In 2016, Ruth stepped away from the directorship to concentrate on making the Art Preserve a reality as director of special initiatives. She worked with the board of directors, Arts Center staff, and the architectural firm Tres Birds in the design and completion of plans for the new museum.
Embracing an aesthetic in harmony with the work it houses, the $40 million Art Preserve is located at 3636 Lower Falls Rd., Sheboygan, within an attractive natural setting on 38 acres on the city’s west side. The Denver-based firm Tres Birds served as planners and architects for the project.
The design incorporates materials favored by the creators of art environments into the building’s exterior façade and interior, and enhances interaction with the artwork while addressing exhibition and preservation concerns. The building is a primarily concrete structure, a material choice in keeping with the prevalence of concrete as a medium in the creation of many art environments.
A forest of soaring timbers, angled like the trees growing on the site, forms a dramatic entrance to the Art Preserve. These “timber shades” shield the collection from direct sunlight entering the building through the windows, while allowing views out to the trees, river, and meadow. The Art Preserve opening also incorporates other innovative structures and technologies that protect the artwork while allowing the beauty of the natural setting to permeate the space. Complementing the surrounding habitats, the design respects land conservancy initiatives related to adjacent acreage along the Sheboygan River.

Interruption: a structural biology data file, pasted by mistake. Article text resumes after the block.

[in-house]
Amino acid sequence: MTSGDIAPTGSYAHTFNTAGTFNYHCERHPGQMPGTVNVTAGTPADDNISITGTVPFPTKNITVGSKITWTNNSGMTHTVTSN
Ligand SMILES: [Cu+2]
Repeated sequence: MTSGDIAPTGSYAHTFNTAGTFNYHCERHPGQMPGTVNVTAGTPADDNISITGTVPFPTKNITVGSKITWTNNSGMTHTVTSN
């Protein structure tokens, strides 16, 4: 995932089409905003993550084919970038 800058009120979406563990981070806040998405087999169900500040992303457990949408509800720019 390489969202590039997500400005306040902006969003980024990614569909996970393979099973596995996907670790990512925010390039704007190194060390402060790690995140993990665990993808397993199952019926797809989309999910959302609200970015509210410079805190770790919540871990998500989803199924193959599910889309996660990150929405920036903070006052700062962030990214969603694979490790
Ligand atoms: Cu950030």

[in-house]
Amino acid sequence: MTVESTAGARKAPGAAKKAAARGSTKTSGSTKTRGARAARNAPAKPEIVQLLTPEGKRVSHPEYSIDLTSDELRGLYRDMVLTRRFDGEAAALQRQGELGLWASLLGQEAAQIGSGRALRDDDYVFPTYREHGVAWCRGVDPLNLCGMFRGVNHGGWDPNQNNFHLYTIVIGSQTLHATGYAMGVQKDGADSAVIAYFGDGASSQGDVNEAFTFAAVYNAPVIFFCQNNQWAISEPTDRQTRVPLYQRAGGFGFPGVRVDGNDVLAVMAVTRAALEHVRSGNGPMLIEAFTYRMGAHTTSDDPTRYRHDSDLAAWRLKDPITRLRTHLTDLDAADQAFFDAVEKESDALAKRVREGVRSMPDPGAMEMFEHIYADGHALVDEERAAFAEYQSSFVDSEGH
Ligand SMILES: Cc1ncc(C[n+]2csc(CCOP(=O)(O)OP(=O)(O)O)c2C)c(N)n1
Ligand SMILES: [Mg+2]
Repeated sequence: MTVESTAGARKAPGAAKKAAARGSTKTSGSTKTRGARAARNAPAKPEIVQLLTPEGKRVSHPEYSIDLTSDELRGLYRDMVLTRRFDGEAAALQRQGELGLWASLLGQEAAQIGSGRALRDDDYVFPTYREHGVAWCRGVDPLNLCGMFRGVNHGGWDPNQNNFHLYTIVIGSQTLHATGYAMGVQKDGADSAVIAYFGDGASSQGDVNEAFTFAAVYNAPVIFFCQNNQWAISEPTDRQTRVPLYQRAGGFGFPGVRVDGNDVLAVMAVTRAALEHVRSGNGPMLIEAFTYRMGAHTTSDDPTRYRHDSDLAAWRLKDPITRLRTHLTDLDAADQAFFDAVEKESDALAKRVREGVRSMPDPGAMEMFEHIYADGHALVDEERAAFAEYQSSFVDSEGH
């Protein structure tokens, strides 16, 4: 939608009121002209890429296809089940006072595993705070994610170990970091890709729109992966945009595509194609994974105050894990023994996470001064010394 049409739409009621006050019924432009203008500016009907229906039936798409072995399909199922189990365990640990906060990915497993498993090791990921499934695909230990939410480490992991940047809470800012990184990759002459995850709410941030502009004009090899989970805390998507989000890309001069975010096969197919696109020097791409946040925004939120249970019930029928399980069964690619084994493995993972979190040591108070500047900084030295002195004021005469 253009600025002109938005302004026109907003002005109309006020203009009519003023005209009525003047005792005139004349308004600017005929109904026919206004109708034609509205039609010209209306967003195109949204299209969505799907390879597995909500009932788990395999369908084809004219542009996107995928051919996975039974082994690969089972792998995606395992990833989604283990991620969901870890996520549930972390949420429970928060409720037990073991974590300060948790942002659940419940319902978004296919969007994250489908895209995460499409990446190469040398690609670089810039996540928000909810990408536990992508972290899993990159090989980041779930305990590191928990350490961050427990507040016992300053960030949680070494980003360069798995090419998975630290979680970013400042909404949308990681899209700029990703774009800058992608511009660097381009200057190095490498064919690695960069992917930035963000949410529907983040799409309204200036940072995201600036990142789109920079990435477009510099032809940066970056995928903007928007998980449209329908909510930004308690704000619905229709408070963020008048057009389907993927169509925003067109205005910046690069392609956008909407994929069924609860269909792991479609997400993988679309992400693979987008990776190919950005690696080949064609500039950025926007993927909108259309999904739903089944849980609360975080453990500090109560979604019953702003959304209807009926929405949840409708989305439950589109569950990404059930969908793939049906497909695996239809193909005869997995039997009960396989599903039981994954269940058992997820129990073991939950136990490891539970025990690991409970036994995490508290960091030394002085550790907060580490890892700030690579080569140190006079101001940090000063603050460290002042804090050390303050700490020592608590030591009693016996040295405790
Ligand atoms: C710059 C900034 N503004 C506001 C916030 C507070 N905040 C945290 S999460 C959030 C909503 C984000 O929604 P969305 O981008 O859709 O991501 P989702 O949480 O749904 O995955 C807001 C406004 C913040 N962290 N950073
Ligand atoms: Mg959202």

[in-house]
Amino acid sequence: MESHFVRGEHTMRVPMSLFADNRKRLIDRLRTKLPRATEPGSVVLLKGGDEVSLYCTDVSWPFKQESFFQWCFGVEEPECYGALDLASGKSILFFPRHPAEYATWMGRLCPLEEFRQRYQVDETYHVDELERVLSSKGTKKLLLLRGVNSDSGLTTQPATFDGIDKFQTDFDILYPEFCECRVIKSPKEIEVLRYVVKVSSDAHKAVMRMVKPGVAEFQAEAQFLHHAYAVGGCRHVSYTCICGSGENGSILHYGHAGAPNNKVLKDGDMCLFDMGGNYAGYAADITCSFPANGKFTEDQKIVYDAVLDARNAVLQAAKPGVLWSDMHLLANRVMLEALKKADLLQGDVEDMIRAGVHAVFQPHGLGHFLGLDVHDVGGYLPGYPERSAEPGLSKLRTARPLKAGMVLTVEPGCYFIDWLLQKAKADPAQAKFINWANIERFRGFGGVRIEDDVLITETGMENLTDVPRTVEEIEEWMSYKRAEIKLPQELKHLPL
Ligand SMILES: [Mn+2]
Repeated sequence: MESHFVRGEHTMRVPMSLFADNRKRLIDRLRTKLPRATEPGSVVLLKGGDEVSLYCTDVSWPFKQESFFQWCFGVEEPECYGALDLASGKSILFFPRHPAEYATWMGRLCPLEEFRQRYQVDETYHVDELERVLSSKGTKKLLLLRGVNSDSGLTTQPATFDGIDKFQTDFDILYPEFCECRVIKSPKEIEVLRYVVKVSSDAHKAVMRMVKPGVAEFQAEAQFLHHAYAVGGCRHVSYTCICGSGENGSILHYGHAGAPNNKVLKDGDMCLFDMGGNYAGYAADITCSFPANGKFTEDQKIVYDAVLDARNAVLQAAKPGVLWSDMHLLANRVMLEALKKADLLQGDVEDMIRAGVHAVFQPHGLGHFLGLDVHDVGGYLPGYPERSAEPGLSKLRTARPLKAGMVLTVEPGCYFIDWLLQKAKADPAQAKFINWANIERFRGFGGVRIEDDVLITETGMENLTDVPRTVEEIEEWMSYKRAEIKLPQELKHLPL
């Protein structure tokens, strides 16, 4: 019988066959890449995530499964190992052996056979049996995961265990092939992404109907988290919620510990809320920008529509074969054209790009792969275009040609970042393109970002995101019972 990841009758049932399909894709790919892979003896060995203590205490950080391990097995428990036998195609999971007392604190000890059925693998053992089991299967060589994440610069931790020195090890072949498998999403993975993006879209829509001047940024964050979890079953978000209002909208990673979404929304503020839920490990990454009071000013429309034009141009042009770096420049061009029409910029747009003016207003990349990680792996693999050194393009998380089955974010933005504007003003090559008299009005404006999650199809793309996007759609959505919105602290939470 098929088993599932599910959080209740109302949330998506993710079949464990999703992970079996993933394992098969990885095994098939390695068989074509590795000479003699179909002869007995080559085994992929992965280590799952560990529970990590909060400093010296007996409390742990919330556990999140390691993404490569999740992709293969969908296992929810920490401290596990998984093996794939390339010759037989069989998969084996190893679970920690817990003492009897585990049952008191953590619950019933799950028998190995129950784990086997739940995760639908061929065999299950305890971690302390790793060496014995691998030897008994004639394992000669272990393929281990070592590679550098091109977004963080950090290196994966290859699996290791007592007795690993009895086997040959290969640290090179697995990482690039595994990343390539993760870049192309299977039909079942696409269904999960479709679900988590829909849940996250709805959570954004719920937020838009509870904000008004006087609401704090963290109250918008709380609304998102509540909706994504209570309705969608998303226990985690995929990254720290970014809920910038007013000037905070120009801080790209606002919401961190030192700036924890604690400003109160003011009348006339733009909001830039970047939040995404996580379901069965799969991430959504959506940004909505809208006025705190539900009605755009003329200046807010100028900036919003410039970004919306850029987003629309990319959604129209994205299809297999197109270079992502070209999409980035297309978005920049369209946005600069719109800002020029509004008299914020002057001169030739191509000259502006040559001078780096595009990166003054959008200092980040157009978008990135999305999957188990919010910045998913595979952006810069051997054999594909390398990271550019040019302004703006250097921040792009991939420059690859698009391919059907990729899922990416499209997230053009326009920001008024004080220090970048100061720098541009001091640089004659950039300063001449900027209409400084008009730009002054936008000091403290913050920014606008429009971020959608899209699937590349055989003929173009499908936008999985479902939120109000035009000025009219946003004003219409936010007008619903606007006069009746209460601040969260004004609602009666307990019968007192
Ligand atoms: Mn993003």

The Art Preserve opening will emphasize Wisconsin’s rich history in the field of art environments while also presenting national and international artists. The John Michael Kohler Arts Center possesses the largest collection available of many of the artists’ oeuvres. The Art Preserve will house a wide range of work that was made around the world, from Chandigarh, India, to rural Mississippi to the Hotel Chelsea in New York City.
Previously, the 25,000 works in the collection could be seen only when on view at the John Michael Kohler Arts Center or on loan for exhibition at other institutions.
Among the installations will be:
- Emery Blagdon’s “Healing Machine” (incorporating bent wire, masking tape, sheet metal, aluminum foil, minerals, lights, and mechanical odds and ends), which he created in Nebraska and believed could channel the earth’s electricity and harness curative powers;
- a facsimile of Eugene Von Bruenchenhein’s pastel-colored Milwaukee home, inside of which is a selection of his photographs, paintings, sculptures, and other works presented based on historical photographs; with additional works that can be viewed in curated storage cabinets and on racks;
- a re-creation of Lenore Tawney’s New York City loft studio environment, where the innovative fiber artist surrounded herself with only those things that enabled creative work;